Decoding The Voice Referendum
Recently, the Sydney Institute conducted a virtual discussion centered on the legal aspects of the Voice referendum, where two legal experts expressed their views on either side of the debate. The discussion revolved around the creation of a constitutional body called the “Aboriginal and Torres Strait Islander Voice” and its potential implications. In this article, we present a summary of the arguments put forth by both experts during the debate.
On one hand, Professor George Williams AO, a renowned Constitutional Law expert at UNSW and a member of the Constitutional Experts Group, which offered feedback on the Voice proposal, supports the idea of recognizing Indigenous people as the First Occupants in the Constitution. However, he proposes that the Voice should not be a Constitutional body. Instead, it should be empowered to make representations to the Parliament and Executive on matters concerning Aboriginal and Torres Strait Islander Peoples. Notably, the Voice would possess the authority to make representations, but it would not have the power to veto or direct decisions, and Parliament or the Executive would not be obligated to follow its suggestions.
According to Professor Williams, this setup would not impede Parliament’s decision-making ability. Still, the Executive might be required to listen to the Voice’s representations and follow a due process in making decisions based on the provided input. Furthermore, the High Court would oversee the Voice’s operations within the Constitution’s limits, specifically on matters relating to Indigenous people.
Regarding potential High Court challenges regarding representations made to Parliament and the Executive, it is anticipated that if either body ignores or refuses to consider the Voice’s representations, the High Court would not intervene in the internal workings of Parliament. However, if the Executive neglects the Voice’s input, the High Court might direct them to review all relevant information before remaking the decision. It is important to note that the High Court would not dictate the outcome but would ensure that the process adheres to proper procedures.
The scope of subjects for which the Voice can make representations is another crucial aspect. Professor Williams argues that the Voice’s scope should not be limited solely to matters related to Indigenous people but should encompass any subject matter that is relevant to Aboriginal and Torres Strait Islander communities, even including tax laws as they relate to these communities.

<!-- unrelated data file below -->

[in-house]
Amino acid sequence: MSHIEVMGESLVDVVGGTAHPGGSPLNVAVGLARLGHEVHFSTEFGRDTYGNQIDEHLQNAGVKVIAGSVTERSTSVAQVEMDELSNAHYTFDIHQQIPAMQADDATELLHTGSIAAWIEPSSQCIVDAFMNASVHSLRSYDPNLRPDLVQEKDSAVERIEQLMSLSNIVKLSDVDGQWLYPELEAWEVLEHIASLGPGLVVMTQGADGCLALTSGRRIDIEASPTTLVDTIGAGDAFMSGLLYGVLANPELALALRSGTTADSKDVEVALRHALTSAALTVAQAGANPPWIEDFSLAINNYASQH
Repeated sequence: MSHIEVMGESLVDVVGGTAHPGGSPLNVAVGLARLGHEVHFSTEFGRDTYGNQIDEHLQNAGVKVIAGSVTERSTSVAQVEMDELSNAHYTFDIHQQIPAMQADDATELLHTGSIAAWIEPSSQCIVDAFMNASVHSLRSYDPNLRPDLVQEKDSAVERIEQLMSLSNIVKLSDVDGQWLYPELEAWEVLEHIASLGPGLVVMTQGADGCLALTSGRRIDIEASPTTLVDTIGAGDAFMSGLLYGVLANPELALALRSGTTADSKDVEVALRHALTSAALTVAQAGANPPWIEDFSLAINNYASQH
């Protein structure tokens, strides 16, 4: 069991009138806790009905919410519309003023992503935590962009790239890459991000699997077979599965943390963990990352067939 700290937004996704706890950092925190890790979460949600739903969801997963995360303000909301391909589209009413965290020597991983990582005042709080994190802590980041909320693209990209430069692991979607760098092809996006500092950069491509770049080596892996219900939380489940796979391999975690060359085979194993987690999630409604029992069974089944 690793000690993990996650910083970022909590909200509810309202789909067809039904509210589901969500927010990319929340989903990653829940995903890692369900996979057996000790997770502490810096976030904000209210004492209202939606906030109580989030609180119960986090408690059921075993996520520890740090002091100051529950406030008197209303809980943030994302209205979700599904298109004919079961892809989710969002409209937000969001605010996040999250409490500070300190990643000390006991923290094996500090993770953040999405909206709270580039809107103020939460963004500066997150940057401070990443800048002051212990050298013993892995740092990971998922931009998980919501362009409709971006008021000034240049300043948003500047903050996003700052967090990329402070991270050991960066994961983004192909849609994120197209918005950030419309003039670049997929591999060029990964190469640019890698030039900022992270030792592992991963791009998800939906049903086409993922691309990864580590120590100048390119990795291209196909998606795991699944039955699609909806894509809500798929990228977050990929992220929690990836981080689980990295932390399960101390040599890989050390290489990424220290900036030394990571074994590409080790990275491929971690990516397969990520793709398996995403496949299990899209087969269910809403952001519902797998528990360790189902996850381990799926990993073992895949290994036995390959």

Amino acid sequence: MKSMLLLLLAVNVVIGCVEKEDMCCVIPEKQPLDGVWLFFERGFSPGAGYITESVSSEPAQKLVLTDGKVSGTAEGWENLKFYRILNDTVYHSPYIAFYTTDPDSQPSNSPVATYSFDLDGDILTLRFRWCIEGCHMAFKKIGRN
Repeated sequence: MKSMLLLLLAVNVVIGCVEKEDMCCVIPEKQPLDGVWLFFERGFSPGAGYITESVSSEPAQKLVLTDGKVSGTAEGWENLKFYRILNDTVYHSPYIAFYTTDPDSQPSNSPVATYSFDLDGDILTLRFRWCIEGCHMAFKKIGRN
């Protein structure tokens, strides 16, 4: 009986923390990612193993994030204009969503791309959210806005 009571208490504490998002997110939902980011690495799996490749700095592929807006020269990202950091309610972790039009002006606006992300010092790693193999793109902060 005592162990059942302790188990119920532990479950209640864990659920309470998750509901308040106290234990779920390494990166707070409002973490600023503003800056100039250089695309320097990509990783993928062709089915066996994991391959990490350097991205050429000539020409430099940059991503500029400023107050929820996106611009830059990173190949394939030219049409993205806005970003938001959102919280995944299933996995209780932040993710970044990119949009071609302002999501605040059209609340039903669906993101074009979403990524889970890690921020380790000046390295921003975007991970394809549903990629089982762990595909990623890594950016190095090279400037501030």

Moreover, Professor Williams suggests that the final authority on the scope of subject matter for representations made to Parliament and the Executive should rest with the High Court rather than Parliament. This would ensure impartiality and consistency in interpreting the scope.
On the other side of the debate, Chris Merritt, Vice President of the Rule of Law Education Centre and columnist for Legal Affairs in the Australian Newspaper, presents opposing views. While agreeing with the recognition of Indigenous Peoples as the First Peoples of Australia, Merritt contends that if the Constitution empowers the Voice to make representations, it implies that these representations should be taken into consideration.
Merritt raises concerns about leaving room for ambiguity in the Constitution, arguing that there are numerous unknowns about the implications of representations. To avoid potential issues, Merritt suggests that the Voice should be legislated rather than being included in the Constitution.
Image by Ekaterina Bolovtsova via Unsplash
According to Merritt, Parliament should have the power to enact laws regarding the Voice, including its composition, functions, powers, and procedures. However, he emphasizes that any legislation enacted by Parliament to limit the scope and reach of the Voice would be subject to interpretation by the High Court.
In conclusion, the Voice Referendum remains a matter of extensive debate and public scrutiny. As we approach the 2023 referendum, the question of whether to establish the Aboriginal and Torres Strait Islander Voice as a constitutional body or through legislation holds significant implications for our system of government and Indigenous representation. Irrespective of the stance one takes, open and transparent discussions surrounding constitutional matters are vital to preserve the essence of our democratic society, where laws are made through a community-driven process, not solely dictated by the Parliament.